In the Notice of Proposed Rulemaking, the FCC proposes additional requirements to improve the integrity of the Lifeline program. First, the FCC proposes requiring ETCs to upload their internal customer account numbers into the NLAD in order to help USAC match its records with those of the ETC. Second, the FCC proposes requiring ETCs and the National Verifier to record and retain a Lifeline applicant’s eligibility proof number and the type of proof the applicant used to qualify for the program. The FCC also proposes requiring ETCs to provide the NLAD or National Verifier with access to the same data maintained by the ETC, including non-usage data and the time the customer enrolled. The FCC also seeks comment on the best ways to ensure that consumer usage is accurately measured and defined.
BloostonLaw Contacts: Ben Dickens, Mary Sisak, and Sal Taillefer.
FCC to Propose Public Auction of C-Band Spectrum
FCC Chairman Ajit Pai announced Monday that the FCC plans to quickly auction the 3.7 – 4.2 GHz band, commonly called the “C-band,” as a way to free up additional mid-band spectrum for terrestrial 5G, to generate revenues for the U.S. Treasury, and to ensure continuity in the provision of C-band satellite services. The decision rejects a proposal from commercial satellite operators (that was favored by some nationwide wireless carriers) that the satellite industry be permitted to hold a private sale of C-band.
In a statement released via Twitter, Commissioner Pai said, “After much deliberation and a thorough review of the extensive record, I've concluded that the best way to advance these principles is through a public auction of 280 megahertz of the C-band conducted by the @FCC's excellent staff.” Pai emphasized the FCC’s strong track record for successful auctions, and said a public auction would “give everyone a fair chance to compete for this #5G spectrum, while preserving availability of the upper 200 MHz of the band for continued delivery of programming.”
The C-band spectrum is widely seen as a critical swath of mid-band spectrum that could help drive American leadership in 5G. The band has been targeted as a “sweet spot” for 5G because of favorable propagation characteristics and consistency with decisions by other countries to use the band for the next generation of wireless connectivity. The band is currently used nationwide for satellite delivery of radio and video programming.
Satellite operators recently told the FCC that they could clear 200 megahertz of C-band spectrum within three years and make a significant “voluntary contribution” to the U.S. Treasury if they were allowed to conduct a private auction. Verizon supported the proposal as the quickest way to repurpose the band, but competitive carriers and many congressional representatives strongly disagreed, citing the departure from FCC precedent and likelihood of lawsuits, which would ultimately delay that spectrum’s availability for the 5G market.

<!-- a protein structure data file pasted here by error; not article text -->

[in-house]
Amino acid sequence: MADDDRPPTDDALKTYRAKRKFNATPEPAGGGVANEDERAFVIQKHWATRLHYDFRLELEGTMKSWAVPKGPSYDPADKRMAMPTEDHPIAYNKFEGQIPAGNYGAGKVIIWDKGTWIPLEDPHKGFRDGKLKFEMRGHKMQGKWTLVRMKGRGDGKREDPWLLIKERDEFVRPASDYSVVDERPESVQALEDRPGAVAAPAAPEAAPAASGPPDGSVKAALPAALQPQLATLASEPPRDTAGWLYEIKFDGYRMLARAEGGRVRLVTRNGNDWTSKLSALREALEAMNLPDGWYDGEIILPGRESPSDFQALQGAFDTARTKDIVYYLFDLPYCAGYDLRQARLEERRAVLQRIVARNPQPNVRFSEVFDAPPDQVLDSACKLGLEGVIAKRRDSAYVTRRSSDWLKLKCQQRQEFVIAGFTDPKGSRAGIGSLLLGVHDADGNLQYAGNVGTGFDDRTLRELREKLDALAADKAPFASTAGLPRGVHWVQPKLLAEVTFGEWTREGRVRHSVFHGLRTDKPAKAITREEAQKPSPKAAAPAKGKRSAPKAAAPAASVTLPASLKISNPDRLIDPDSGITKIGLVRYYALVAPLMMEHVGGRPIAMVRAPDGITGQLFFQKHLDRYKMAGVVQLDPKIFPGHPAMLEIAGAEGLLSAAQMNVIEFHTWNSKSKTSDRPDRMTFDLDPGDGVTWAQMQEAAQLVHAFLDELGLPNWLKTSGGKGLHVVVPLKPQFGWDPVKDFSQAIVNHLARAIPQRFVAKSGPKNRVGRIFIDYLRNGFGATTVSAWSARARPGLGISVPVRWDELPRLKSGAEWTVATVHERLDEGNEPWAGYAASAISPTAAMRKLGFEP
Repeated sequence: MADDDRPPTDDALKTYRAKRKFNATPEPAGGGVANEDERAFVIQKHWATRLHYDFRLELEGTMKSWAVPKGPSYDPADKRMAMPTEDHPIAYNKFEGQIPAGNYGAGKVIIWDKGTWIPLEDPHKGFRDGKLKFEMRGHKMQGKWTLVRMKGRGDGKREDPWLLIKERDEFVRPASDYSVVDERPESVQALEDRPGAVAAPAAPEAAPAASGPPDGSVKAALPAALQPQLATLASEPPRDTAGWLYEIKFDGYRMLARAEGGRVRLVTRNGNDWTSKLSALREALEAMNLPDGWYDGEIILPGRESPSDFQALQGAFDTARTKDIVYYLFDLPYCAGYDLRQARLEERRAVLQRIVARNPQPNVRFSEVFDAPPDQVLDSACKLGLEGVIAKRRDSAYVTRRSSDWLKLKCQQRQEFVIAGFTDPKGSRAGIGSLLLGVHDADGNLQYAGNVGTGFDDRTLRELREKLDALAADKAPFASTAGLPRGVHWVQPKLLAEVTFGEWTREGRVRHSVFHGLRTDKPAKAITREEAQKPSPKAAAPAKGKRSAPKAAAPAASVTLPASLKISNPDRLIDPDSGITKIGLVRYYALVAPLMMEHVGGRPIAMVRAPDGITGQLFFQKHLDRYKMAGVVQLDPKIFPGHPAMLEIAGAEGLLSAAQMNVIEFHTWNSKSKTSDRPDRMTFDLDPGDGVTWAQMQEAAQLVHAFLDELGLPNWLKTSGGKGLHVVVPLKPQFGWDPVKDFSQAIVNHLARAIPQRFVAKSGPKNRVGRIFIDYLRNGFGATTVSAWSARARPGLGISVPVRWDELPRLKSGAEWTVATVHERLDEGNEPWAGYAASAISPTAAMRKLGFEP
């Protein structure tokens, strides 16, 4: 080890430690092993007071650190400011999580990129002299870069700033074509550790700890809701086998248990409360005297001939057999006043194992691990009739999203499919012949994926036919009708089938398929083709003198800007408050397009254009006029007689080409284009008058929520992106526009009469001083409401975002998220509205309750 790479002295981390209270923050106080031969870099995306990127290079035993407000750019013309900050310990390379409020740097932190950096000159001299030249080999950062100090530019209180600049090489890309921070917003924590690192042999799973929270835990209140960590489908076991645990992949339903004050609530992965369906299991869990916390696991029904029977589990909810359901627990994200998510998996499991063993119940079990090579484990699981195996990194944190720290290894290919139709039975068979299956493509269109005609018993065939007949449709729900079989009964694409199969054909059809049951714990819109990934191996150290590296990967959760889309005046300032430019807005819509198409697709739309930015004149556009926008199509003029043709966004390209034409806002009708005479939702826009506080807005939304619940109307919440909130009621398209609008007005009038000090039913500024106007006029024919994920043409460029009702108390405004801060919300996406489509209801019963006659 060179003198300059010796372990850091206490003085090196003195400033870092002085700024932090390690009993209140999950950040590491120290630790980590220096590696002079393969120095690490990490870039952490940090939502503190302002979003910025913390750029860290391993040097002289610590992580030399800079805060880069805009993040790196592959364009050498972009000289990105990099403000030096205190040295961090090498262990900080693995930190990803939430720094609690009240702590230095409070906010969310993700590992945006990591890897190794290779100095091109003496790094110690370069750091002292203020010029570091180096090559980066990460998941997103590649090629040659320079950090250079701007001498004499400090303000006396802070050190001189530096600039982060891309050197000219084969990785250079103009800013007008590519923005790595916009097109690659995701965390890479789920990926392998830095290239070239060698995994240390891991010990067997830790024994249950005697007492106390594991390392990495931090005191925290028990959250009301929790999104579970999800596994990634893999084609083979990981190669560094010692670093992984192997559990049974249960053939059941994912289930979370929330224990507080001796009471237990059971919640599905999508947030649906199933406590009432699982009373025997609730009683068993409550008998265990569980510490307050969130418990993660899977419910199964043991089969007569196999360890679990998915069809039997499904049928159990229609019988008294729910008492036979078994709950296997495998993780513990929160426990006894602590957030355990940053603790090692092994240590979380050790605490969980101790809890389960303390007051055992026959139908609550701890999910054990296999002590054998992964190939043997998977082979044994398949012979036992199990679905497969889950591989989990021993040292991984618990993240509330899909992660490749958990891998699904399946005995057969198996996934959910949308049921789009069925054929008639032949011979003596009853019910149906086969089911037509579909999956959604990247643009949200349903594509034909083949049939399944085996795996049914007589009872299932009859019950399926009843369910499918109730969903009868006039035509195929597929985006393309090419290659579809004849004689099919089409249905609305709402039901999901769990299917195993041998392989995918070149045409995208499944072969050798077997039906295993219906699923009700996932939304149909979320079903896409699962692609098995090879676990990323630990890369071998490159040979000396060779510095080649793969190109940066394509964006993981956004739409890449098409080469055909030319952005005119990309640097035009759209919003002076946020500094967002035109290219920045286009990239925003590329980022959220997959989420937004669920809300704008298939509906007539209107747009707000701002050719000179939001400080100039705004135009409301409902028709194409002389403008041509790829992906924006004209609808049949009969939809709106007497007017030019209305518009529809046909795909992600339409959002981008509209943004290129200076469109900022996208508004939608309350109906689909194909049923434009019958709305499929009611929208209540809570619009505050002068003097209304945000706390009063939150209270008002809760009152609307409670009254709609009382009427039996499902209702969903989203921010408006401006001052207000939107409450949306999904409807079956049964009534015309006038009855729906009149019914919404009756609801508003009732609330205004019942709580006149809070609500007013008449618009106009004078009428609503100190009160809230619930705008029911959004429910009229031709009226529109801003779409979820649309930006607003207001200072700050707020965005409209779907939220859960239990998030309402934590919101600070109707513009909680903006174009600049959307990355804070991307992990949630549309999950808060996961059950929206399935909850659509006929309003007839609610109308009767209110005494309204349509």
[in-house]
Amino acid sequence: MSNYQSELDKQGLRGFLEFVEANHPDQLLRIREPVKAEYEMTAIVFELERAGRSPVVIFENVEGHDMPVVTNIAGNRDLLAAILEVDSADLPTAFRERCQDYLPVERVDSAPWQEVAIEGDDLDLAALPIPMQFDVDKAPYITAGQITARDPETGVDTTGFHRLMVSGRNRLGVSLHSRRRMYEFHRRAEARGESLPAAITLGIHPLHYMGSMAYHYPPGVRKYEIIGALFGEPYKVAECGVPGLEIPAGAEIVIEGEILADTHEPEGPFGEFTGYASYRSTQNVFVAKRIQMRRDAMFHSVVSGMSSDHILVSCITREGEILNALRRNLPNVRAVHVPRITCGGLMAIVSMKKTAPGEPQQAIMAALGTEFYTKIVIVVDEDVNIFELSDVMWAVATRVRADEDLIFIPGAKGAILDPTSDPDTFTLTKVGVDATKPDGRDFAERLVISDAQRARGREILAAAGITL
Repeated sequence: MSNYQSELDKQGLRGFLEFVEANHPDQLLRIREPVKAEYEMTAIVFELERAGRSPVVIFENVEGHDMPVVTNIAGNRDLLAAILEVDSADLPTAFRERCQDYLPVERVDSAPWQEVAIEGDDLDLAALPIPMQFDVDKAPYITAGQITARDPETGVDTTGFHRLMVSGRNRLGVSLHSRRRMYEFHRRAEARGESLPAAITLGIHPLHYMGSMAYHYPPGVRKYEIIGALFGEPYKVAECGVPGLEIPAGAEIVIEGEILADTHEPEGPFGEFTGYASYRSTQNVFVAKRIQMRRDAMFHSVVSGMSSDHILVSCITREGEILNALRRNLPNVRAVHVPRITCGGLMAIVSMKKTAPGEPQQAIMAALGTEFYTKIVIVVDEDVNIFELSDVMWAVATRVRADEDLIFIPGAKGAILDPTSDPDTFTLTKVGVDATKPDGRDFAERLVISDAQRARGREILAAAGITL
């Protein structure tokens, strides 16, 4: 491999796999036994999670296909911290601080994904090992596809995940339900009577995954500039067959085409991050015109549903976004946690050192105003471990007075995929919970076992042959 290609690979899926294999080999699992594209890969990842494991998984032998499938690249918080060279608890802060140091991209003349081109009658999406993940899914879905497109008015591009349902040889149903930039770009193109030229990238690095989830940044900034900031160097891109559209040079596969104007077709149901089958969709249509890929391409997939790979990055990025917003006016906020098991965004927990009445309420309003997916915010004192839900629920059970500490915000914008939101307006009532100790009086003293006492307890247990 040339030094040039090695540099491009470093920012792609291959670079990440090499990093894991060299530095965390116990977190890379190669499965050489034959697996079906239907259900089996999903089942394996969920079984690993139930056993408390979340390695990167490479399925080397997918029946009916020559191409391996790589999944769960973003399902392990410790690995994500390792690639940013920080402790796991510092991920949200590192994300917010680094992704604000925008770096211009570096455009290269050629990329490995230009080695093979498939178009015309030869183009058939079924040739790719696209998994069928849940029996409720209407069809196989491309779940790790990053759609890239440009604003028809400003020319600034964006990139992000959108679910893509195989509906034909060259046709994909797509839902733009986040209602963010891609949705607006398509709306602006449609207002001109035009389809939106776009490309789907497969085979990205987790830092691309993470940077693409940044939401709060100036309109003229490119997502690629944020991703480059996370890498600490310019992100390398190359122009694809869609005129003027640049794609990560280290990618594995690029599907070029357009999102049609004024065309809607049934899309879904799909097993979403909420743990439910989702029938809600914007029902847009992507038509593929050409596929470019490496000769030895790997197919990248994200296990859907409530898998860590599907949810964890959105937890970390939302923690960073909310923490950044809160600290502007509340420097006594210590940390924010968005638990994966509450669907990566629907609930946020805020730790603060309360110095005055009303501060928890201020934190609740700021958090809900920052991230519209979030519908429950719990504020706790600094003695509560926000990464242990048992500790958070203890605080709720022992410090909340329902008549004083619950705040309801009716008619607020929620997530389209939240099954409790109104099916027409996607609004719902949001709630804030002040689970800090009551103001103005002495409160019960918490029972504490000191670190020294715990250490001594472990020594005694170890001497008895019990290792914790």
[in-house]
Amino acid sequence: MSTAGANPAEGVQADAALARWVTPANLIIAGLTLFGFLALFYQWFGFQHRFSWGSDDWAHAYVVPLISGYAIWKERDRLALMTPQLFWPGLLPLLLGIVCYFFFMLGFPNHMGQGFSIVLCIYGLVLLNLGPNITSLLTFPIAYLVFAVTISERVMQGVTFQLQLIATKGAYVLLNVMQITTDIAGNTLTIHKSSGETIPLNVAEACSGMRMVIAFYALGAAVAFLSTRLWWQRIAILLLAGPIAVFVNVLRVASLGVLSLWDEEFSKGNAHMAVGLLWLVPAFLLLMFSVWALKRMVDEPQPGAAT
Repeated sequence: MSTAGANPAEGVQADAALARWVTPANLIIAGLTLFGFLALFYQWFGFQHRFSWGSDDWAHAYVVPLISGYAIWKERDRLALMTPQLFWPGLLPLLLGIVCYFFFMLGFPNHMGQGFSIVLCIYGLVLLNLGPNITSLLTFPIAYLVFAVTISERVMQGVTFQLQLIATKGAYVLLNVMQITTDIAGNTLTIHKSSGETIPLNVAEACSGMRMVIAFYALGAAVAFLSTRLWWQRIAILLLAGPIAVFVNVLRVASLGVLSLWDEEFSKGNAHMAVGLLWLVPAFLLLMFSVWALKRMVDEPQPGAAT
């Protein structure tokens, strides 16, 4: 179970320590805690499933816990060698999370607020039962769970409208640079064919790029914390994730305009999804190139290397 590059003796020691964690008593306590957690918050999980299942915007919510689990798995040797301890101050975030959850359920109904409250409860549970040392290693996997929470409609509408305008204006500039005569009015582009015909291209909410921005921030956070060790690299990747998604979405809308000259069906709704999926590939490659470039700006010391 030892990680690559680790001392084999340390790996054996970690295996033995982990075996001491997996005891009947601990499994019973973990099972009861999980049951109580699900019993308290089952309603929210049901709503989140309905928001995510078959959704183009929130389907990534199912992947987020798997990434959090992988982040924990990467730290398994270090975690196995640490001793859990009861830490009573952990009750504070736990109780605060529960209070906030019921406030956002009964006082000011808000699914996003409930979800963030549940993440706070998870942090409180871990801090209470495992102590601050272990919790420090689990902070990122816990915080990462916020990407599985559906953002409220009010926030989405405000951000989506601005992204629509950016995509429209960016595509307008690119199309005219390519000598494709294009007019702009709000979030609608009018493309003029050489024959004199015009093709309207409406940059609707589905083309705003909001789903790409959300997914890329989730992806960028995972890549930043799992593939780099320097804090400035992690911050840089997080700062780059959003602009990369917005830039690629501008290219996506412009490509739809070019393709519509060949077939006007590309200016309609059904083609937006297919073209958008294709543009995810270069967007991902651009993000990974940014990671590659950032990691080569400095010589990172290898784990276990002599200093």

Chairman Pai’s announcement did not specify a date for a C-band auction, but reports suggest an auction could be targeted for the end of 2020. If true, this is a dramatic acceleration of the previous timelines under discussion, which assumed the FCC taking up to three years to get an auction done.
The FCC is expected to issue an order on the C-band auctions early next year, to be followed at some point by a public comment period on auction procedures.
BloostonLaw Contacts: John Prendergast and Cary Mitchell.
Chairman Pai Announces Membership, First Meeting of Precision Agriculture Task Force
On November 19, FCC Chairman Ajit Pai announced the membership and first meeting date of the new task force assigned to explore ways to enhance the productivity and efficiency of the nation’s farms and ranches through broadband-based technologies – a.k.a. “precision agriculture.” Construction of wireless precision agriculture networks, and provision of high-capacity backhaul services to support these systems, should be viewed as significant current and future business opportunities, and an application for 5G wireless that is targeted to rural areas.
Specifically, the first meeting of the Task Force for Reviewing Connectivity and Technology Needs of Precision Agriculture is set for Monday, December 9, at 9:30 a.m. Chairman Pai has designated Teddy Bekele, Land O’Lakes Senior Vice President and Chief Technology Officer, to serve as Chair of the Task Force, and Catherine Moyer, Pioneer Communications Chief Executive Officer and General Manager, to serve as Vice Chair, among others.